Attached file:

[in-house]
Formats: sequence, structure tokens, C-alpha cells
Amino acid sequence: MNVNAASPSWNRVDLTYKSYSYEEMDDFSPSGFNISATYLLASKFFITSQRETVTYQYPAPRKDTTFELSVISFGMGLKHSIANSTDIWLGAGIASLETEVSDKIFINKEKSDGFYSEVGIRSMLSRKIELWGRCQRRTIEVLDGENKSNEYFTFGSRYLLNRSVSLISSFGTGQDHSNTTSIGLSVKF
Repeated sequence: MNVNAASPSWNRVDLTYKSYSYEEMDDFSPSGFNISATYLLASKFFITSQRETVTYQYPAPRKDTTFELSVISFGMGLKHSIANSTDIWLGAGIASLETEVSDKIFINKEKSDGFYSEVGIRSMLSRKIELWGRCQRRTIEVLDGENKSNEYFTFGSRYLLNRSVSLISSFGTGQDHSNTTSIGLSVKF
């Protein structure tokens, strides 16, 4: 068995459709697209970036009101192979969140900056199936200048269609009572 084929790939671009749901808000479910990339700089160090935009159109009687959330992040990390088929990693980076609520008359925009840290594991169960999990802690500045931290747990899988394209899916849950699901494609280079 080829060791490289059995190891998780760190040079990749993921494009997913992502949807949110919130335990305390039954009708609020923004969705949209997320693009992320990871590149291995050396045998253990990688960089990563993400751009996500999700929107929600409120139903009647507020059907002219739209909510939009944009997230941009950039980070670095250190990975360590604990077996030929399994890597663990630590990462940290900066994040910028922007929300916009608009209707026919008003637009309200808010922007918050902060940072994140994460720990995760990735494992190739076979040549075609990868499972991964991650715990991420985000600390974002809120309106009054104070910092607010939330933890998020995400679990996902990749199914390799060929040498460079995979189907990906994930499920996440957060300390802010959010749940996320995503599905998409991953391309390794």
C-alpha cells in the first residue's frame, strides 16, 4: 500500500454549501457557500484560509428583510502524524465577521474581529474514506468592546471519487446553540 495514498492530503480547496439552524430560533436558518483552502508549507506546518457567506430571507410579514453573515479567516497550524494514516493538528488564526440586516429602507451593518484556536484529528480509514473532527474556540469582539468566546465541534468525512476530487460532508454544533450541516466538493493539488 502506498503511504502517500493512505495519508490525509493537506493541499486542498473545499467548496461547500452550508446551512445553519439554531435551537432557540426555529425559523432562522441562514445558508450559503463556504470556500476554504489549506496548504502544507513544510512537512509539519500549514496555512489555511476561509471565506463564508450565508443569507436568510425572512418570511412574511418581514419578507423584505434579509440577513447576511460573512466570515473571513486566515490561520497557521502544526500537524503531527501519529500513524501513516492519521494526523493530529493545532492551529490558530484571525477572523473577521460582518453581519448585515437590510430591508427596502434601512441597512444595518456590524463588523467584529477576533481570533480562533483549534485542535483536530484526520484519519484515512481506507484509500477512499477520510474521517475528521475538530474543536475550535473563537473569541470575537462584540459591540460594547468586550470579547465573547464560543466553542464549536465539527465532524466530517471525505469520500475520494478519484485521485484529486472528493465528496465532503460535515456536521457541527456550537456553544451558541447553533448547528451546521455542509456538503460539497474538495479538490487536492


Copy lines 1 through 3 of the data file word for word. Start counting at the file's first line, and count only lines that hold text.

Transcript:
[in-house]
Formats: sequence, structure tokens, C-alpha cells
Amino acid sequence: MNVNAASPSWNRVDLTYKSYSYEEMDDFSPSGFNISATYLLASKFFITSQRETVTYQYPAPRKDTTFELSVISFGMGLKHSIANSTDIWLGAGIASLETEVSDKIFINKEKSDGFYSEVGIRSMLSRKIELWGRCQRRTIEVLDGENKSNEYFTFGSRYLLNRSVSLISSFGTGQDHSNTTSIGLSVKF